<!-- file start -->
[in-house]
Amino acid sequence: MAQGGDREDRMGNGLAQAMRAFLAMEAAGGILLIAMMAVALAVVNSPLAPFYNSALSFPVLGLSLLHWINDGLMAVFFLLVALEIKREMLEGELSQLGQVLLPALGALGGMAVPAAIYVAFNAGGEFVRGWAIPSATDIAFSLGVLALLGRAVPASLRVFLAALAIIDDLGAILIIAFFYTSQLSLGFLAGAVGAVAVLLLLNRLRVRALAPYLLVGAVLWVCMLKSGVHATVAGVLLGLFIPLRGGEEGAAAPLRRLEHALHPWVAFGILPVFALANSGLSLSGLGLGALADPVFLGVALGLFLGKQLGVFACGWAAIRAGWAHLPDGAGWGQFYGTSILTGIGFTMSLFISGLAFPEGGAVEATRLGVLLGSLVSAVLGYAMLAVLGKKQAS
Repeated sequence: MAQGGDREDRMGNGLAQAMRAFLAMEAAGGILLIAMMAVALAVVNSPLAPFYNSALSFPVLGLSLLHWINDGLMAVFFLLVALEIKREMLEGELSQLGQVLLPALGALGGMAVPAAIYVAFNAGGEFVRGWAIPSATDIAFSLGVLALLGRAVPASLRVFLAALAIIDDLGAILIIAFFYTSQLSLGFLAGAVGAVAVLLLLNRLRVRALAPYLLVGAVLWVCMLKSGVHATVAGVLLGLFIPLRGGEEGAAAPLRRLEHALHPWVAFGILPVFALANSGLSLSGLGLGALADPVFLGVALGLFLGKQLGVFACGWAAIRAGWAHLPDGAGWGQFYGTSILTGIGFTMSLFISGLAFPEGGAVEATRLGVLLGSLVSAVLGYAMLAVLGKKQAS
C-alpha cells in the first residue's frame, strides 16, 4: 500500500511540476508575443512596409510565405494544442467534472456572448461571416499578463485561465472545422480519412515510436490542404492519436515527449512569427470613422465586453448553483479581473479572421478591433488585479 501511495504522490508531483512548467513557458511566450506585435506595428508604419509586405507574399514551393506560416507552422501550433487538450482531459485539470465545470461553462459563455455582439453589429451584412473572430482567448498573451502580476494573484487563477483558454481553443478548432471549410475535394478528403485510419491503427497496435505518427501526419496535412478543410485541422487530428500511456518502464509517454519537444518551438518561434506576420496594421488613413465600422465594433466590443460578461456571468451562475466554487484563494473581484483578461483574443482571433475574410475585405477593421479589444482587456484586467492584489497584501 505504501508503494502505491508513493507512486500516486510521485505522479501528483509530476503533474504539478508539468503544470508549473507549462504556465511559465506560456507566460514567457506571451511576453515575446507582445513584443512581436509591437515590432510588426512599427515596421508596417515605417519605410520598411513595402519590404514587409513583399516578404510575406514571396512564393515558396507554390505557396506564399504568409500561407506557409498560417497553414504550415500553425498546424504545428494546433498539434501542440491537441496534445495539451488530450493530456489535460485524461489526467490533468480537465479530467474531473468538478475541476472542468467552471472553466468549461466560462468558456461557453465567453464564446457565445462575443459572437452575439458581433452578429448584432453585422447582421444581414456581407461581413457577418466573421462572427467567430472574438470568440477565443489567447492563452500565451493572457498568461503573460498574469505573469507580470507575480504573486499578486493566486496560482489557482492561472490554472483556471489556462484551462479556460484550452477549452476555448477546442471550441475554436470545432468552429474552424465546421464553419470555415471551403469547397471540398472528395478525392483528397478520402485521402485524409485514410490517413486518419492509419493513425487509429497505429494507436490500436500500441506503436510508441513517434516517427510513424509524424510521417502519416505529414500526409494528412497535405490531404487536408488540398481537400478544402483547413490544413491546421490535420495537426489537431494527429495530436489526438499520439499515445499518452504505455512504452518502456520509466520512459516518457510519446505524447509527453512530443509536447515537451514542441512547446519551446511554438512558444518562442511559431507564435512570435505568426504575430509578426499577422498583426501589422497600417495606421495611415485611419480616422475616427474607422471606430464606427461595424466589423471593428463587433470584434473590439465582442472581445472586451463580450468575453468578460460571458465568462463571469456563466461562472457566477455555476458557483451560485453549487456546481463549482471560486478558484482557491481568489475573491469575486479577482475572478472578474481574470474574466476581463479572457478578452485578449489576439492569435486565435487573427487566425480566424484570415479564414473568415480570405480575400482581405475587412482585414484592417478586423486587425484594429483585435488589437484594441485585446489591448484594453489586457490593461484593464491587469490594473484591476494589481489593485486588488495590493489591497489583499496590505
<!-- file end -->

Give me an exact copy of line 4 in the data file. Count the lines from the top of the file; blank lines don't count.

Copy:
C-alpha cells in the first residue's frame, strides 16, 4: 500500500511540476508575443512596409510565405494544442467534472456572448461571416499578463485561465472545422480519412515510436490542404492519436515527449512569427470613422465586453448553483479581473479572421478591433488585479 501511495504522490508531483512548467513557458511566450506585435506595428508604419509586405507574399514551393506560416507552422501550433487538450482531459485539470465545470461553462459563455455582439453589429451584412473572430482567448498573451502580476494573484487563477483558454481553443478548432471549410475535394478528403485510419491503427497496435505518427501526419496535412478543410485541422487530428500511456518502464509517454519537444518551438518561434506576420496594421488613413465600422465594433466590443460578461456571468451562475466554487484563494473581484483578461483574443482571433475574410475585405477593421479589444482587456484586467492584489497584501 505504501508503494502505491508513493507512486500516486510521485505522479501528483509530476503533474504539478508539468503544470508549473507549462504556465511559465506560456507566460514567457506571451511576453515575446507582445513584443512581436509591437515590432510588426512599427515596421508596417515605417519605410520598411513595402519590404514587409513583399516578404510575406514571396512564393515558396507554390505557396506564399504568409500561407506557409498560417497553414504550415500553425498546424504545428494546433498539434501542440491537441496534445495539451488530450493530456489535460485524461489526467490533468480537465479530467474531473468538478475541476472542468467552471472553466468549461466560462468558456461557453465567453464564446457565445462575443459572437452575439458581433452578429448584432453585422447582421444581414456581407461581413457577418466573421462572427467567430472574438470568440477565443489567447492563452500565451493572457498568461503573460498574469505573469507580470507575480504573486499578486493566486496560482489557482492561472490554472483556471489556462484551462479556460484550452477549452476555448477546442471550441475554436470545432468552429474552424465546421464553419470555415471551403469547397471540398472528395478525392483528397478520402485521402485524409485514410490517413486518419492509419493513425487509429497505429494507436490500436500500441506503436510508441513517434516517427510513424509524424510521417502519416505529414500526409494528412497535405490531404487536408488540398481537400478544402483547413490544413491546421490535420495537426489537431494527429495530436489526438499520439499515445499518452504505455512504452518502456520509466520512459516518457510519446505524447509527453512530443509536447515537451514542441512547446519551446511554438512558444518562442511559431507564435512570435505568426504575430509578426499577422498583426501589422497600417495606421495611415485611419480616422475616427474607422471606430464606427461595424466589423471593428463587433470584434473590439465582442472581445472586451463580450468575453468578460460571458465568462463571469456563466461562472457566477455555476458557483451560485453549487456546481463549482471560486478558484482557491481568489475573491469575486479577482475572478472578474481574470474574466476581463479572457478578452485578449489576439492569435486565435487573427487566425480566424484570415479564414473568415480570405480575400482581405475587412482585414484592417478586423486587425484594429483585435488589437484594441485585446489591448484594453489586457490593461484593464491587469490594473484591476494589481489593485486588488495590493489591497489583499496590505